ONLINE ONLY: Letter from Bamian

The Taliban's vandalism of Afghanistan's greatest cultural treasure may be their most permanent legacy

‘Excuse me,’ says a young man in Bamian’s one and only high street, ‘may I practise my English with you?’ Anywhere else in the world, this approach could be brushed aside as a poor attempt at a social interaction, but this is Afghanistan and the young man is in earnest. ‘Our teacher has emphasised that when we see a foreigner we must try to practise our English.’ As I indicate my willingness to linger in the street, he is immediately joined by several others. The impromptu English class turns into a discussion about their life in Bamian, located 140 miles north-west of Kabul in a valley once traversed by Alexander’s armies in the 4th century BC, and devastated by Genghis Khan in the 13th century. In modern times, Bamian was famed as a tourist attraction throughout Afghanistan because of the presence of two gigantic statues of the Buddha, rising to 180ft and 125ft. Dating from the 4th/ 5th century, they had been carved out of the rock face, and stood in niches, adorned with paintings, many of which had survived into the 20th century. Also carved out of the cliff face is an intricate network of caves in which Buddhist monks once passed their austere lives.

After the destruction of the Buddhas in 2001 by the Taliban, discussion amongst the local people revolves around their restoration. Abdullah, the first young man who approached me, and who is a student at Bamian University, wants to see them reconstructed. ‘They are part of our heritage. They will bring the tourists back to Bamian.’ The local inhabitants, who are Hazaras of Shia Islamic faith, are also especially bitter against the Sunni Pashtun Taliban who slaughtered them in their thousands when they took the valley. Abdullah was a young boy and remembered fleeing across the mountains. ‘It was a very sad time. Bamian was so peaceful. When we fled, there was no food, we had to eat grass.’

But the problems of reconstructing the Buddhas are immense, especially in terms of the cost. ‘You can spend billions on reconstructing the Buddhas,’ says Nancy Dupree, author of one of the best books on Afghanistan’s cultural heritage, ‘or you can spend those same billions on the people of Afghanistan.’ In 2003 the United Nations designated the Bamian ruins as a World Heritage site, but, if reconstruction (as opposed to preservation) commences, they will lose that status.

And even before discussion on reconstruction can begin, there is a graver danger. The dynamite explosions carried out by the Taliban have destabilised the cliffs out of which the Buddhas were carved. Mines are still believed to be in the vicinity of the large Buddha. Repairs are currently being undertaken on the niche which once housed the smaller Buddha. A German conservation team, under the auspices of the International Council on Monuments and Sites (ICOMOS), a sub-organisation of UNESCO led by Edmund Mezl, has erected scaffolding – which had to be imported from Germany – to stabilise the niche. ‘Our job is to find all the stones and to make sure that nothing is destroyed,’ says Mezl. While the Afghan government deliberates on the future of the Buddhas, all the fragments are being carefully stored under tarpaulin on the site.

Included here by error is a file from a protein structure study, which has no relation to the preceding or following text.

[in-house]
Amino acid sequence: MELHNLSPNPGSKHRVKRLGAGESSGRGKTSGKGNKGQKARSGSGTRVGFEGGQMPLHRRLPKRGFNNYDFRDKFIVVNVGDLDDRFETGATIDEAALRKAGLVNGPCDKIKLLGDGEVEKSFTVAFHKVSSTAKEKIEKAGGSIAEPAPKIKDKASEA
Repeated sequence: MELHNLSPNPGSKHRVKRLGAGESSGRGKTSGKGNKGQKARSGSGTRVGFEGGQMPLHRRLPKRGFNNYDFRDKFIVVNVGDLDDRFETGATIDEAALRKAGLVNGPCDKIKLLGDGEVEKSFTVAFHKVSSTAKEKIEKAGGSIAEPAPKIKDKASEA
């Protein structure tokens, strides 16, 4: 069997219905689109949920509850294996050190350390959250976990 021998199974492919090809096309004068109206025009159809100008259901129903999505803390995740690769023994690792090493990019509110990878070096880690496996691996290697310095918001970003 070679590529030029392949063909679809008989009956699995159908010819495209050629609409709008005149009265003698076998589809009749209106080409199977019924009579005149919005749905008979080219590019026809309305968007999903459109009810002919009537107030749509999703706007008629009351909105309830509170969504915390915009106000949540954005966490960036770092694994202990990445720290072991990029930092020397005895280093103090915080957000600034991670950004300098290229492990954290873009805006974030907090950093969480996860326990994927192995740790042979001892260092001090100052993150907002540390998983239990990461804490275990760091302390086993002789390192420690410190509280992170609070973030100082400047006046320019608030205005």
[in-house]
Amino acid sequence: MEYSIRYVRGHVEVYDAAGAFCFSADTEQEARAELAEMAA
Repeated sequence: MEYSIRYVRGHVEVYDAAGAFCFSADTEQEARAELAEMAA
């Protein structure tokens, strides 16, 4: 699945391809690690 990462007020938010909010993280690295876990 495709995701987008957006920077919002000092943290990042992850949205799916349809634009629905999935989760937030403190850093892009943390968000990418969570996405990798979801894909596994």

One form of restoration which has been considered acceptable by the United Nations is a process called anastylosis, whereby the original pieces are reassembled and held together by minimal new material . But the pieces which have been salvaged are barely recognisable and the process of hoisting material weighing as much as 90 tons is another challenge for a country which does not possess a crane large enough to lift them. And since Bamian is covered in snow during the winter, they can only work in summer. ‘We must finish our work now by October,’ says Mezl. ‘And then we will start again in the Spring.’

The people of Bamian also recognise that they have other problems facing them. Asif, another student at Bamian University, wants to study literature, especially Shakespeare and Chaucer. ‘But,’ he says, ‘we don’t have any literature books.’ Abdullah is concerned that Bamian is neglected because, unlike other provinces in Afghanistan, it does not have a drug problem. ‘Because we have no opium, it means that the government does not pay attention to us. We are forgotten. We have no doctors, no clinics. Our girls are not educated.’

There is also a feeling that reconstruction of the Buddhas would never make up for their destruction. ‘If you do reconstruct, to what lengths do you go?’ asks Dupree. Before their destruction, the Buddhas had already been extensively damaged over time, with the faces and some limbs missing and all the gold and paint with which they were once adorned gone. ‘So do you put them back as we have known them, half damaged, or do you try to reconstruct them as they once were with all the paint and gold?’ Professor Zemaryalai Tarzi, a French-Afghan archaeologist who is ‘a 100 per cent’ sure that, during excavations he is currently undertaking, he will find a third gigantic reclining Buddha, believes that there is a political reason for not reconstructing the Buddhas. ‘The niches should stand as two empty pages to show to future generations in which year the stupidity of people destroyed the culture of Afghanistan.’

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